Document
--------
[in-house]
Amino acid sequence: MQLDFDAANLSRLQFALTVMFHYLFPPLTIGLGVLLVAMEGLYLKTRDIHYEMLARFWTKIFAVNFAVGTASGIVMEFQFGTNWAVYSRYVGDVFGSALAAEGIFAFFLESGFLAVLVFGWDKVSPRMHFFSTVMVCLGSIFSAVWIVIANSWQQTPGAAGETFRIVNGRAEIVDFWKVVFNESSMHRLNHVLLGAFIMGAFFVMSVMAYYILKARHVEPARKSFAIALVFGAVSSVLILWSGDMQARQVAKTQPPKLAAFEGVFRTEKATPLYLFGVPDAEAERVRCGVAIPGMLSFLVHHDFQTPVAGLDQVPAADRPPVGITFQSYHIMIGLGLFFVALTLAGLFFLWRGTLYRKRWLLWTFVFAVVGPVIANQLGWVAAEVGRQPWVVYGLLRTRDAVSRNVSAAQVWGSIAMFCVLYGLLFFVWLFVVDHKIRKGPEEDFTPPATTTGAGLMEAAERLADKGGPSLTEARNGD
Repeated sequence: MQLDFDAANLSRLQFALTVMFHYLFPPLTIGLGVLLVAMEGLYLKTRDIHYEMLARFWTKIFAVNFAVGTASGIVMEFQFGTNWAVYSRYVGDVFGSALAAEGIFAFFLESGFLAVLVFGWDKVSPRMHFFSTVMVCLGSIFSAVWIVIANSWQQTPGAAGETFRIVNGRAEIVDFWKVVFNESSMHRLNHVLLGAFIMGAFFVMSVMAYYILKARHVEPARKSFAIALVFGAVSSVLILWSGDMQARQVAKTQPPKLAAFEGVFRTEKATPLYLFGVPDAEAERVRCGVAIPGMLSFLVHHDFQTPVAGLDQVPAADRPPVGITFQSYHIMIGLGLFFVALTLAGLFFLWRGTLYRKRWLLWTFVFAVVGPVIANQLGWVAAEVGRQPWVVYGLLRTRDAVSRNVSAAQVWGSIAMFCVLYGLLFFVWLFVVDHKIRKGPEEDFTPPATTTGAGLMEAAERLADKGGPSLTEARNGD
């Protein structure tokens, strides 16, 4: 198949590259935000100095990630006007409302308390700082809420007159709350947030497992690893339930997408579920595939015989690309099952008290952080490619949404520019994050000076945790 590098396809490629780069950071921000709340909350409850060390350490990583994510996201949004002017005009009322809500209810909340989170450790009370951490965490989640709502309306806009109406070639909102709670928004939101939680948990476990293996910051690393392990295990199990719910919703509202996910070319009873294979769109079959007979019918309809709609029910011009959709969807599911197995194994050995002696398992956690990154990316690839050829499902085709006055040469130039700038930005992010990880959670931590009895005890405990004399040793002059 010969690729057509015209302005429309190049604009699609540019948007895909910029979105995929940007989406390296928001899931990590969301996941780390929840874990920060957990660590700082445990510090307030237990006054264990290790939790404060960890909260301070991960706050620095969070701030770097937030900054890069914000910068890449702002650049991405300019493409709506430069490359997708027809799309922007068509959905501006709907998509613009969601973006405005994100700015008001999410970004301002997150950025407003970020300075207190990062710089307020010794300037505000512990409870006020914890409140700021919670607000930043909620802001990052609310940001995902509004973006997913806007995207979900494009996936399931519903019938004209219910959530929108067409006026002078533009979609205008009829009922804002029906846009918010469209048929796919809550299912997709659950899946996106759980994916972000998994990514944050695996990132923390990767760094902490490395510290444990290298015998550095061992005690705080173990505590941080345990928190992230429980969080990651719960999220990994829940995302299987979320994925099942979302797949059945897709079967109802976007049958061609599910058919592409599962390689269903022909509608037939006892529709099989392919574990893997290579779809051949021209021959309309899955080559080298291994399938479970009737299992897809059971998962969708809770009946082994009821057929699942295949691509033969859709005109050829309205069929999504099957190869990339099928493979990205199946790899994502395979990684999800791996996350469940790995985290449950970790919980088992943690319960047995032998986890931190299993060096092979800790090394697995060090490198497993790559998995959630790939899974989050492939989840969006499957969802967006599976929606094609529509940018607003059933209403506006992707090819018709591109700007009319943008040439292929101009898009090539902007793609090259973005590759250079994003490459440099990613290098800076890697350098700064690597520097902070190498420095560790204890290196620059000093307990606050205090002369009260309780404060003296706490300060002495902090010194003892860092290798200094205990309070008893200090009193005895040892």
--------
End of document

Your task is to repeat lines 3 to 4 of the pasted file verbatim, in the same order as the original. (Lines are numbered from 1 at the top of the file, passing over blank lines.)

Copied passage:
Repeated sequence: MQLDFDAANLSRLQFALTVMFHYLFPPLTIGLGVLLVAMEGLYLKTRDIHYEMLARFWTKIFAVNFAVGTASGIVMEFQFGTNWAVYSRYVGDVFGSALAAEGIFAFFLESGFLAVLVFGWDKVSPRMHFFSTVMVCLGSIFSAVWIVIANSWQQTPGAAGETFRIVNGRAEIVDFWKVVFNESSMHRLNHVLLGAFIMGAFFVMSVMAYYILKARHVEPARKSFAIALVFGAVSSVLILWSGDMQARQVAKTQPPKLAAFEGVFRTEKATPLYLFGVPDAEAERVRCGVAIPGMLSFLVHHDFQTPVAGLDQVPAADRPPVGITFQSYHIMIGLGLFFVALTLAGLFFLWRGTLYRKRWLLWTFVFAVVGPVIANQLGWVAAEVGRQPWVVYGLLRTRDAVSRNVSAAQVWGSIAMFCVLYGLLFFVWLFVVDHKIRKGPEEDFTPPATTTGAGLMEAAERLADKGGPSLTEARNGD
């Protein structure tokens, strides 16, 4: 198949590259935000100095990630006007409302308390700082809420007159709350947030497992690893339930997408579920595939015989690309099952008290952080490619949404520019994050000076945790 590098396809490629780069950071921000709340909350409850060390350490990583994510996201949004002017005009009322809500209810909340989170450790009370951490965490989640709502309306806009109406070639909102709670928004939101939680948990476990293996910051690393392990295990199990719910919703509202996910070319009873294979769109079959007979019918309809709609029910011009959709969807599911197995194994050995002696398992956690990154990316690839050829499902085709006055040469130039700038930005992010990880959670931590009895005890405990004399040793002059 010969690729057509015209302005429309190049604009699609540019948007895909910029979105995929940007989406390296928001899931990590969301996941780390929840874990920060957990660590700082445990510090307030237990006054264990290790939790404060960890909260301070991960706050620095969070701030770097937030900054890069914000910068890449702002650049991405300019493409709506430069490359997708027809799309922007068509959905501006709907998509613009969601973006405005994100700015008001999410970004301002997150950025407003970020300075207190990062710089307020010794300037505000512990409870006020914890409140700021919670607000930043909620802001990052609310940001995902509004973006997913806007995207979900494009996936399931519903019938004209219910959530929108067409006026002078533009979609205008009829009922804002029906846009918010469209048929796919809550299912997709659950899946996106759980994916972000998994990514944050695996990132923390990767760094902490490395510290444990290298015998550095061992005690705080173990505590941080345990928190992230429980969080990651719960999220990994829940995302299987979320994925099942979302797949059945897709079967109802976007049958061609599910058919592409599962390689269903022909509608037939006892529709099989392919574990893997290579779809051949021209021959309309899955080559080298291994399938479970009737299992897809059971998962969708809770009946082994009821057929699942295949691509033969859709005109050829309205069929999504099957190869990339099928493979990205199946790899994502395979990684999800791996996350469940790995985290449950970790919980088992943690319960047995032998986890931190299993060096092979800790090394697995060090490198497993790559998995959630790939899974989050492939989840969006499957969802967006599976929606094609529509940018607003059933209403506006992707090819018709591109700007009319943008040439292929101009898009090539902007793609090259973005590759250079994003490459440099990613290098800076890697350098700064690597520097902070190498420095560790204890290196620059000093307990606050205090002369009260309780404060003296706490300060002495902090010194003892860092290798200094205990309070008893200090009193005895040892």